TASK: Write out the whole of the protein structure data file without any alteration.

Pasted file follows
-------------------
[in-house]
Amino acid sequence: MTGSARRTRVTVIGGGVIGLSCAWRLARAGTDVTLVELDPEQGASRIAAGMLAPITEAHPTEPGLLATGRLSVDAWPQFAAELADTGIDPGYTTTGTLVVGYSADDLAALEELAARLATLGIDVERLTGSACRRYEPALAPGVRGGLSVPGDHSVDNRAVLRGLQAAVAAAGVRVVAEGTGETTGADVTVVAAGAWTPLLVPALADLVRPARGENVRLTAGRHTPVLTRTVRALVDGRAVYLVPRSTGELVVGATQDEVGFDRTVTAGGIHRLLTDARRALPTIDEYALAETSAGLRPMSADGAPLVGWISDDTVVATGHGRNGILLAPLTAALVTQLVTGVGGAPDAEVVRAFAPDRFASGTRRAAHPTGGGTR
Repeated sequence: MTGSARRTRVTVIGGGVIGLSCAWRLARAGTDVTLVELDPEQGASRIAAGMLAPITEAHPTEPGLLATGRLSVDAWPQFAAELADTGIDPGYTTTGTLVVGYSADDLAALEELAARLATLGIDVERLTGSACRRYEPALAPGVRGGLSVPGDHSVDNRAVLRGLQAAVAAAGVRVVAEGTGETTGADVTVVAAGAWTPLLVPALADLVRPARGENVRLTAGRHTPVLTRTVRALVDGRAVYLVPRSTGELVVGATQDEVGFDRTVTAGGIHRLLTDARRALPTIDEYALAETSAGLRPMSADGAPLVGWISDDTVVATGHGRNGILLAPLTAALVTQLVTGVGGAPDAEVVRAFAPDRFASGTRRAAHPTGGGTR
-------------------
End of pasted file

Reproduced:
[in-house]
Amino acid sequence: MTGSARRTRVTVIGGGVIGLSCAWRLARAGTDVTLVELDPEQGASRIAAGMLAPITEAHPTEPGLLATGRLSVDAWPQFAAELADTGIDPGYTTTGTLVVGYSADDLAALEELAARLATLGIDVERLTGSACRRYEPALAPGVRGGLSVPGDHSVDNRAVLRGLQAAVAAAGVRVVAEGTGETTGADVTVVAAGAWTPLLVPALADLVRPARGENVRLTAGRHTPVLTRTVRALVDGRAVYLVPRSTGELVVGATQDEVGFDRTVTAGGIHRLLTDARRALPTIDEYALAETSAGLRPMSADGAPLVGWISDDTVVATGHGRNGILLAPLTAALVTQLVTGVGGAPDAEVVRAFAPDRFASGTRRAAHPTGGGTR
Repeated sequence: MTGSARRTRVTVIGGGVIGLSCAWRLARAGTDVTLVELDPEQGASRIAAGMLAPITEAHPTEPGLLATGRLSVDAWPQFAAELADTGIDPGYTTTGTLVVGYSADDLAALEELAARLATLGIDVERLTGSACRRYEPALAPGVRGGLSVPGDHSVDNRAVLRGLQAAVAAAGVRVVAEGTGETTGADVTVVAAGAWTPLLVPALADLVRPARGENVRLTAGRHTPVLTRTVRALVDGRAVYLVPRSTGELVVGATQDEVGFDRTVTAGGIHRLLTDARRALPTIDEYALAETSAGLRPMSADGAPLVGWISDDTVVATGHGRNGILLAPLTAALVTQLVTGVGGAPDAEVVRAFAPDRFASGTRRAAHPTGGGTR